In his piece on Patrick Hamilton (LRB, 2 December 1993), Terry Eagleton alludes very briefly to ‘an impressive drama’ for which Hamilton ‘hasn’t been remembered – The Duke in Darkness’. Some time during the late Forties or very early Fifties, for our annual school play at Colston’s, Bristol, this was the choice of our producer (presumably the English master). It was also my very first experience of working backstage. Someone (the English master again, probably) had had the idea of setting the play to Vaughan Williams’s Fantasia on a Theme of Tallis. Half a century later, the images immediately conjured up by mention of the play, the sound of the music or the smell of greasepaint are identical: though I am not sure which is the real trigger, it is certain that the Duke lives, at least in my own ‘turbulent unconscious’. Is there anybody else out there who remembers this production?
It appears that Lord Wilson’s career (LRB, 2 December 1993) owes a great deal more than we had realised to the visionary author of Lifemanship, Mr (as he was then) Stephen Potter. Of course there was no footnote on page two of Capital! One can’t help sharing with his Lordship a gentle smile at the picture of Christopher Hitchens, slamming shut that dusty tome, his vague feeling that he has been obscurely and rather pointlessly got at growing now into an absolute certainty.
But will we ever see his like? A mediocrity who became known for his passionate (!) belief in meritocracy. The plain man’s plain-speaker, damning the consequences, as he cringed his way straight into power with shameless and unhesitating hypocrisy. A man who could lop the raison d’être off Parliamentary socialism, while simultaneously managing to convince some of the more barking members of MI5 that he was a Soviet mole.
Simply put, the man defined his epoch. What politician since has failed to follow his example? Yet what politician since has been able to live up to it?
Christopher Hitchens’s comparisons between Harold Wilson and Attlee were highly selective. Leaving aside time and place – immediate post-war and landslide majority – Attlee made mistakes too. India, for example, can be balanced against the shameful settlement in Palestine. Wilson’s achievements were in encouraging personal freedom and the establishment of rights and opportunities for literally millions of people. Law reforms affecting divorce, homosexuality and abortion lifted a great deal of fear and oppression from hidden minorities; the Chronically Sick and Disabled Person’s Act empowered hundreds of thousands of people to exercise freedoms inconceivable in the Attlee era. The Open University and the Equal Pay Act enriched and enhanced, in particular, the lives of women. The Health and Safety at Work Act protected thousands of workers in the most dangerous industries. Of course this is not the stuff of the barricades to Hitchens, because most of the beneficiaries are beyond his ken and beneath his pen.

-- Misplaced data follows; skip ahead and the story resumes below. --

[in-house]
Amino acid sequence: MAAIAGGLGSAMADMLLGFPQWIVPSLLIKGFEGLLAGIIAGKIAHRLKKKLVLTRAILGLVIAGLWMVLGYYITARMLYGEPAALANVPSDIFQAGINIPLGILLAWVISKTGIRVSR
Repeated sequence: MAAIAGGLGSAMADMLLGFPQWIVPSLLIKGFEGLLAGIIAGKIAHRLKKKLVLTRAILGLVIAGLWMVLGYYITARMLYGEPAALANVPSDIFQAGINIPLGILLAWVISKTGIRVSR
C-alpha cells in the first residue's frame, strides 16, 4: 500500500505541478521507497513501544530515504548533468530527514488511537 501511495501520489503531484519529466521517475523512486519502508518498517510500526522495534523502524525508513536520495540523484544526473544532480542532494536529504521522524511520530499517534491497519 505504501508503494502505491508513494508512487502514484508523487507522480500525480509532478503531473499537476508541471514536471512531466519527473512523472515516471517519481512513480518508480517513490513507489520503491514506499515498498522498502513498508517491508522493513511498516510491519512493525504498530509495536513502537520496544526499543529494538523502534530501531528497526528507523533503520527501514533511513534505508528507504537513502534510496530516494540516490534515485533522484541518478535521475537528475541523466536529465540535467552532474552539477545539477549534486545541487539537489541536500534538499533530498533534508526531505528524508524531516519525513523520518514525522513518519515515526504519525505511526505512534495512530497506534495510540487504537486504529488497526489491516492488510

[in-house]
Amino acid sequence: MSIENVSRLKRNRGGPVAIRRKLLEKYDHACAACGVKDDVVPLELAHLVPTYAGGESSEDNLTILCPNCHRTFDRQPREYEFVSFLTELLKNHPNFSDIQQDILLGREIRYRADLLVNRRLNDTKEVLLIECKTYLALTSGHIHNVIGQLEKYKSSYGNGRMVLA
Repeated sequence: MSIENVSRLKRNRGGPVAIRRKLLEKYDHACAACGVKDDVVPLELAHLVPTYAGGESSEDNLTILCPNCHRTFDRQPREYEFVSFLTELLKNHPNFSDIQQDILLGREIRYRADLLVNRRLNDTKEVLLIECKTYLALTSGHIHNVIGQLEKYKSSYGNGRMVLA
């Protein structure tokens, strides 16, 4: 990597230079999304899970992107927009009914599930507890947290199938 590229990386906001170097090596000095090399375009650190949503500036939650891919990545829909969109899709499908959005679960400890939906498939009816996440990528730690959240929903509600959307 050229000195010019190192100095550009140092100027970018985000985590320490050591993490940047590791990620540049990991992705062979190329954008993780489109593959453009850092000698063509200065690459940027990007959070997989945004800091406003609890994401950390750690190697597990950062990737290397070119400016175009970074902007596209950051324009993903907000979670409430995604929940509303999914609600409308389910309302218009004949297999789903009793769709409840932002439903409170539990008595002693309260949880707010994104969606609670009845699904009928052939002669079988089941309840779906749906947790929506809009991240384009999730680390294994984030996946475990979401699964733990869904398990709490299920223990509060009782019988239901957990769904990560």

Worthing, West Sussex
Michael Wood may be too quick to condemn Michael Hofmann’s transcription of Spanish in his review of Corona, Corona (LRB, 2 December 1993). Hofmann’s substitution of camións for the standard camiones (not just ‘lorries, trucks’ but also ‘buses’) could be an attempt, for example, to imitate regional Mexican pronunciation. Whether deliberate or not, Hofmann’s camións accurately conveys the instability of e in the final syllable. His Mexican poems may be glib, but his Spanish is luckily intact.
Purdue University, Indiana
Colin McGinn’s reply (Letters, 21 October 1993) to my claim that his account of Donald Davidson’s theory of anomalous monism is contradictory contains at least three ad hominems, an appeal to the authority of others who have agreed with him over the past twenty years, and (wearily, he says) exactly one reason for supposing he is right, namely a comparison that, by itself, does not prove his case.
My claim was that, as described by Mr McGinn, the two key theses of Davidson’s theory (‘every mental-event token is identical with some physical-event token in the brain,’ and ‘mental-event types are not identical with physical-event types, nor are they reducible to them’) are contradictory. Whether I am right or not on this, it now seems to me, depends on just what McGinn/Davidson mean by the claim that ‘every mental-event token is identical with some physical-event token in the brain.’ I took this statement to assert what it seems to say, namely that every mental event, literally, is identical with some physical event, not that some events have two different kinds of properties, one kind being mental, the other physical. In other words, I took him to be describing a neural identity theory – a theory that claims consciousness literally is a brain process – not a kind of neutral monism according to which some events have two different sorts of properties, one kind mental, the other physical.